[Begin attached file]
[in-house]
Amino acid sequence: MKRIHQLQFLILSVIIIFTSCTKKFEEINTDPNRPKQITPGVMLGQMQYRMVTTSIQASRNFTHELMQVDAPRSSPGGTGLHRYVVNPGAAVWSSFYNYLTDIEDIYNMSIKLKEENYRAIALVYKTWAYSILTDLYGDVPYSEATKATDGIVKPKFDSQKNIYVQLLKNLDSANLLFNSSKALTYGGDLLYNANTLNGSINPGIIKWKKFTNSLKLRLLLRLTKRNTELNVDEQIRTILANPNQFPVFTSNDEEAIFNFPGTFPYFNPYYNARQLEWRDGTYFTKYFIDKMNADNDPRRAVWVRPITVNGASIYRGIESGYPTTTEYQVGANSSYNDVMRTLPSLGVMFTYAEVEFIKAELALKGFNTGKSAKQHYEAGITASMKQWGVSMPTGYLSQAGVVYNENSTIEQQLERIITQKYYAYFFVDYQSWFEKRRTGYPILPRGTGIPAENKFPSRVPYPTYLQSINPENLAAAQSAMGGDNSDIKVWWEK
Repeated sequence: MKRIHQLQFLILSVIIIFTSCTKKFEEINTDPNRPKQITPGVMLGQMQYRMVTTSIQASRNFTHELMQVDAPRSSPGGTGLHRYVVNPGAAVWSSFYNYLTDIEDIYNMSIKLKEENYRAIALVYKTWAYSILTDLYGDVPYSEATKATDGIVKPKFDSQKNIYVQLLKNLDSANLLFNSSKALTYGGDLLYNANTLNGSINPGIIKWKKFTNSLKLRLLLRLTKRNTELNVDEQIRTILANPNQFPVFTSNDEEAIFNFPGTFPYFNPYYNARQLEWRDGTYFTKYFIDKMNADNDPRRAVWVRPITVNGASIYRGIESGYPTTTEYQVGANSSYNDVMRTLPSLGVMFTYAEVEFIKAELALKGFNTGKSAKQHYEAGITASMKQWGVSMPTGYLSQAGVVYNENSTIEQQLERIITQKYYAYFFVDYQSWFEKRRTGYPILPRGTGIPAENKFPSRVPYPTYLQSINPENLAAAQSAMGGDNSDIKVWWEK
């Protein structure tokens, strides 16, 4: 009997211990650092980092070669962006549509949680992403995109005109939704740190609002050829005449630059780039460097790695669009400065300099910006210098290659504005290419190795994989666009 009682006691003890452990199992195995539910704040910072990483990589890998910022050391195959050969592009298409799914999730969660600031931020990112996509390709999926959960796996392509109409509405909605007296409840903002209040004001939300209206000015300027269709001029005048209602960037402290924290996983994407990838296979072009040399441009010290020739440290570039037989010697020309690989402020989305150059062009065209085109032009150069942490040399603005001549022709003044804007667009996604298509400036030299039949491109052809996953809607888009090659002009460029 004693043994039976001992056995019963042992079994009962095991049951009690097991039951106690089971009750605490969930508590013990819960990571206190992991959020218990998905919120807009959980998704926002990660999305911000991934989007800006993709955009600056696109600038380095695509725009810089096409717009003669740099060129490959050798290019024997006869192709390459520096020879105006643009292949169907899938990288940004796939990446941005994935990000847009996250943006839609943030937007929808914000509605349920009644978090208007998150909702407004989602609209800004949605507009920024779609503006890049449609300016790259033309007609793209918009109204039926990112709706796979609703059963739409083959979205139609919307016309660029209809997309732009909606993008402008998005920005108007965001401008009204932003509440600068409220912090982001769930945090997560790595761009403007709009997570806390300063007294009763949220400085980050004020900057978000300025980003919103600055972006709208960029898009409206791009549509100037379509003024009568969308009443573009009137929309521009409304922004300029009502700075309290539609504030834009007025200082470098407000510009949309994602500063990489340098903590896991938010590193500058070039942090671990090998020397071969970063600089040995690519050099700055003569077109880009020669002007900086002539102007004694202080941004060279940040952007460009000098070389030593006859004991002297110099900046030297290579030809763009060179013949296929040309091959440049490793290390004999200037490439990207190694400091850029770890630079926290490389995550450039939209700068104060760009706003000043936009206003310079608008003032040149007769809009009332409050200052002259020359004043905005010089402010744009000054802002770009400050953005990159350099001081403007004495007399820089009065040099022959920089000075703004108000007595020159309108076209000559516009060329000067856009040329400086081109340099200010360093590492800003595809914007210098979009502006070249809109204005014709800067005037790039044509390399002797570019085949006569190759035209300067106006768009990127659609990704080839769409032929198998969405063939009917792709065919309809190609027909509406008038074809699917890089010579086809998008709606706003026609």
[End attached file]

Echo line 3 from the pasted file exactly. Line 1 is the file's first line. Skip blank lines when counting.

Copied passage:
Repeated sequence: MKRIHQLQFLILSVIIIFTSCTKKFEEINTDPNRPKQITPGVMLGQMQYRMVTTSIQASRNFTHELMQVDAPRSSPGGTGLHRYVVNPGAAVWSSFYNYLTDIEDIYNMSIKLKEENYRAIALVYKTWAYSILTDLYGDVPYSEATKATDGIVKPKFDSQKNIYVQLLKNLDSANLLFNSSKALTYGGDLLYNANTLNGSINPGIIKWKKFTNSLKLRLLLRLTKRNTELNVDEQIRTILANPNQFPVFTSNDEEAIFNFPGTFPYFNPYYNARQLEWRDGTYFTKYFIDKMNADNDPRRAVWVRPITVNGASIYRGIESGYPTTTEYQVGANSSYNDVMRTLPSLGVMFTYAEVEFIKAELALKGFNTGKSAKQHYEAGITASMKQWGVSMPTGYLSQAGVVYNENSTIEQQLERIITQKYYAYFFVDYQSWFEKRRTGYPILPRGTGIPAENKFPSRVPYPTYLQSINPENLAAAQSAMGGDNSDIKVWWEK